Around 1864, silver was found about 90 miles of Palisade, NV, a tiny point on the Central Pacific's standard gauge transcontinental route. By 1869, that tiny spot in the middle of Nevada became a silver boom town virtually overnight. Like many Old West boomtowns, getting a railroad was a high priority, both for hauling supplies in and for moving the finished product to market. Local business interests founded the Eureka & Palisade Railroad in 1873 to string 90 miles of narrow gauge from the CPRR at Palisade over Garden Pass to the mines at Eureka. The road was completed by 1875, and instantly enjoyed the profitability of the silver boom at its terminus.
One of the engines originally built to operate the line was Eureka & Palisades #4 - named "Eureka". The engine is a tiny three-foot gauge, wood-burning "American" type 4-4-0, built by Baldwin back in 1875. Weighing in at only 22 tons and operating at a boiler pressure of only 120 pounds, it's a tiny engine by any measure. Through many twists and turns of fate, Eureka survives today as the oldest operating narrow gauge locomotive in North America.
The initial silver mining boom lasted only about ten years. Both smelters in Eureka shutting down in the 1890-91 timeframe and other related traffic trailing off through the 1890s. In either 1896 (most sources) or 1901 (R&LHS Newsletter 22-2, p5), the E&P and #4 Eureka parted ways, as the company no longer needed the engine and it was subsequently sold to the Sierra Nevada Wood and Lumber Company. By 1900, the original Eureka & Palisades Railroad would be bankrupt, and would be reorganized as the Eureka & Palisades Railway. Between 1902 and 1905, the new owners were once again enjoying increasing traffic, almost entirely due to a resurgance in lead mining in the region. In the early months of 1910, the line suffered a crippling amount of flood damage, with up to thirty miles of track underwater at various times. Damage was estimated at nearly $150k, and the owners gave up any hope of repairs. The assets again changed hands, and operations restarted again in 1912 as the Eureka-Nevada Railway Co. The line ran at varying levels of profitability for another 28 years, but by 1938, better roads, a decline in mining, the loss of its General Manager, and the financial pressures of the Great Depression proved to be too much for the little railroad, and the line was abandoned.
Meanwhile, the Sierra Nevada Wood and Lumber Company rebuilt Eureka as an oil burner - so as to avoid throwing sparks in the forest - and was renumbered #5. The locomotive worked the company's logging lines out of Hobart, CA, near Truckee. The locomotive hauled its last load around 1938 (ironically, the same year its original railroad was abandoned) and was subsequently sold to a San Francisco scrap dealer.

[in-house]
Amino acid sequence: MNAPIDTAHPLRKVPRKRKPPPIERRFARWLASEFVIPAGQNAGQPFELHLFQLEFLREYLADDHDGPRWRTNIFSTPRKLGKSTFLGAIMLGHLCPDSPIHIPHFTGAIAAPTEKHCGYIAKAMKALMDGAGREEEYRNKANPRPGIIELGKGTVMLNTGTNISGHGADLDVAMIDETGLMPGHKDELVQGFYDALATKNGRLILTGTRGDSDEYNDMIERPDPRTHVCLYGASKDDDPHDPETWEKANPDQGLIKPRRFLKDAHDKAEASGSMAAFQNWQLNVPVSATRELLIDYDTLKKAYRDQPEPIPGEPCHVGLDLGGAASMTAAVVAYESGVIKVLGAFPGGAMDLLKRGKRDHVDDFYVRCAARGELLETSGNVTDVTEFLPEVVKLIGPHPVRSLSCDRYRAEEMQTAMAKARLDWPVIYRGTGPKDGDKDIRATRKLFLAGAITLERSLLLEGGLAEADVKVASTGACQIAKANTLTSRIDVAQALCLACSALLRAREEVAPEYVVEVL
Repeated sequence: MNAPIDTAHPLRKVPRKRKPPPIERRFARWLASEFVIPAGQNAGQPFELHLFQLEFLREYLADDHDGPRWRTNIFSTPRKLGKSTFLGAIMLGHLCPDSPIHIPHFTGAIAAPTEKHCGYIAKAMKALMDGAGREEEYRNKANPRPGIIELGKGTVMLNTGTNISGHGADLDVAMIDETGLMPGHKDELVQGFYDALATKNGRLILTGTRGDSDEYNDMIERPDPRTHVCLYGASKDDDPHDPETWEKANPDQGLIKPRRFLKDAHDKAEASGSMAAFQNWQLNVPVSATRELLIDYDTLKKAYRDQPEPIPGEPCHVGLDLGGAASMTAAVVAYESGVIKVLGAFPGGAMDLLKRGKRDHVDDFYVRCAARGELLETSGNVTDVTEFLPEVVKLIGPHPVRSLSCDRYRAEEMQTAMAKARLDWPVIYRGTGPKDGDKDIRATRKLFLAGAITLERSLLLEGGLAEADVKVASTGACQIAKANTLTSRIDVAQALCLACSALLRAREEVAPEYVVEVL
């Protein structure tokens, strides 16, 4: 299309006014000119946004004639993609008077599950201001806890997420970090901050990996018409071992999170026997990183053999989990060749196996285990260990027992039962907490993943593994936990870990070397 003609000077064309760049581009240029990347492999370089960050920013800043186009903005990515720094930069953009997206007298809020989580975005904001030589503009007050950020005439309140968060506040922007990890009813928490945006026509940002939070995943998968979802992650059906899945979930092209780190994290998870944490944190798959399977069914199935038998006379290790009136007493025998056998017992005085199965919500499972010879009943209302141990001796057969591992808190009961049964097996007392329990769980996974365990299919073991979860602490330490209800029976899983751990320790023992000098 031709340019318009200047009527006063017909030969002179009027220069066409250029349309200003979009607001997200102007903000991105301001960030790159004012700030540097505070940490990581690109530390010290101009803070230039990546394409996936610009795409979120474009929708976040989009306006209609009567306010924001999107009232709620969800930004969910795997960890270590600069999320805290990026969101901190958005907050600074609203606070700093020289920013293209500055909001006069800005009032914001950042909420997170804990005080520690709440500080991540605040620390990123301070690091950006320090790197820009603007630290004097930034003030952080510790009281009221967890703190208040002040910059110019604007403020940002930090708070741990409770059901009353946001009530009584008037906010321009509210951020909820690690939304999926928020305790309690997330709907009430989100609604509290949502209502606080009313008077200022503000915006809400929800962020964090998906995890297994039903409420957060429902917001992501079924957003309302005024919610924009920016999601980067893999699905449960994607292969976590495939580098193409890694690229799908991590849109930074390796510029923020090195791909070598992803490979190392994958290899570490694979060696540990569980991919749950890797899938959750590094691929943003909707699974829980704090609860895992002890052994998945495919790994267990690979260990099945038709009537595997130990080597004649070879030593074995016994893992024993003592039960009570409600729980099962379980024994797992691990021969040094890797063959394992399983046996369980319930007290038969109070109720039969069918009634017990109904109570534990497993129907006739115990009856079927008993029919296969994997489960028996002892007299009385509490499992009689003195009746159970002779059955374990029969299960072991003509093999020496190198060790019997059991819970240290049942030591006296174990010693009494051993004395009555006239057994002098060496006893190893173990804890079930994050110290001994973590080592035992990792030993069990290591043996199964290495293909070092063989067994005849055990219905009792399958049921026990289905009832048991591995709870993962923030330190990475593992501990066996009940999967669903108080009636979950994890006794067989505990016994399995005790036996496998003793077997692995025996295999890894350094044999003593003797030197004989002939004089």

Gerald Best, in addition to being a noted railfan, was working for Warner Bros. around that time. When he found out about Eureka's impending date with the torch, he convinced the studio to acquire the locomotive for motion picture use. In 1939, the studio officially acquired the locomotive, which went on to appear in such movies as Torrid Zone, Cheyenne Autumn, Finian's Rainbow, the Great Train Robbery, and briefly in John Wayne's The Shootist. From there, it was sold to Old Vegas, an amusement park in Henderson, NV, in 1979. It remained there until 1985, when it was severely burned in a structure fire.
A year later, Dan Markoff, a Vegas attorney, stopped by Old Vegas in 1986 and learned of the fire. Seeking to preserve what was left of Eureka, he stepped in and purchased the remains of the engine, which at the time were still under the charred remains of the building. Over the next six years, Dan and friends returned Eureka to her original 1875 glory. In addition to returning it to its original appearance, it was also converted back to a wood-burner and restored to operation. The Eureka made its public debut at CSRM's Railfair 1991, and has subsequently operated on the Cumbres & Toltec, Durango & Silverton, short stretches of track at the Nevada State Railroad Museum, and on the US Gypsum plant railroad in Plaster City, CA.
The engine had a good fifteen year run, and made its last appearance in Colorado at Railfest 2005. The next year, the flue time ran out as Eureka came due for her 1472 day inspection. FRA requirements dictate that all flues be removed at this point for a thorough boiler survey. Needless to say, it's a lengthly and expensive process. Given the boiler's extremely limited service and the excellent storage conditions Eureka was given over those fifteen years, Markoff petitioned the FRA for a waiver on performing the work. After three years, it was finally granted, and Eureka could once again hit the road. Railfest 2009 marks its first return to Colorado rails in five years.
Today, Eureka is the oldest operating narrow gauge engine in North America, thanks to the devotion of Dan, his family, and his friends. I can't thank them enough for their tireless efforts to keep this living, breathing piece of America's mechanical history on the road for us all to experience.
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This work is copyright 2009 by Nathan D. Holmes
(firstname.lastname@example.org), but licensed under a
Creative Commons License. I encourage others to consider CC or other Open Content-style licensing of their original works.
All photographs in this trip report were taken with a Canon EOS 40D using either a Canon 24-105mm F4 L IS/USM, Sigma 18-50mm, or a Canon 100-400mm f4.5-5.6L IS/USM.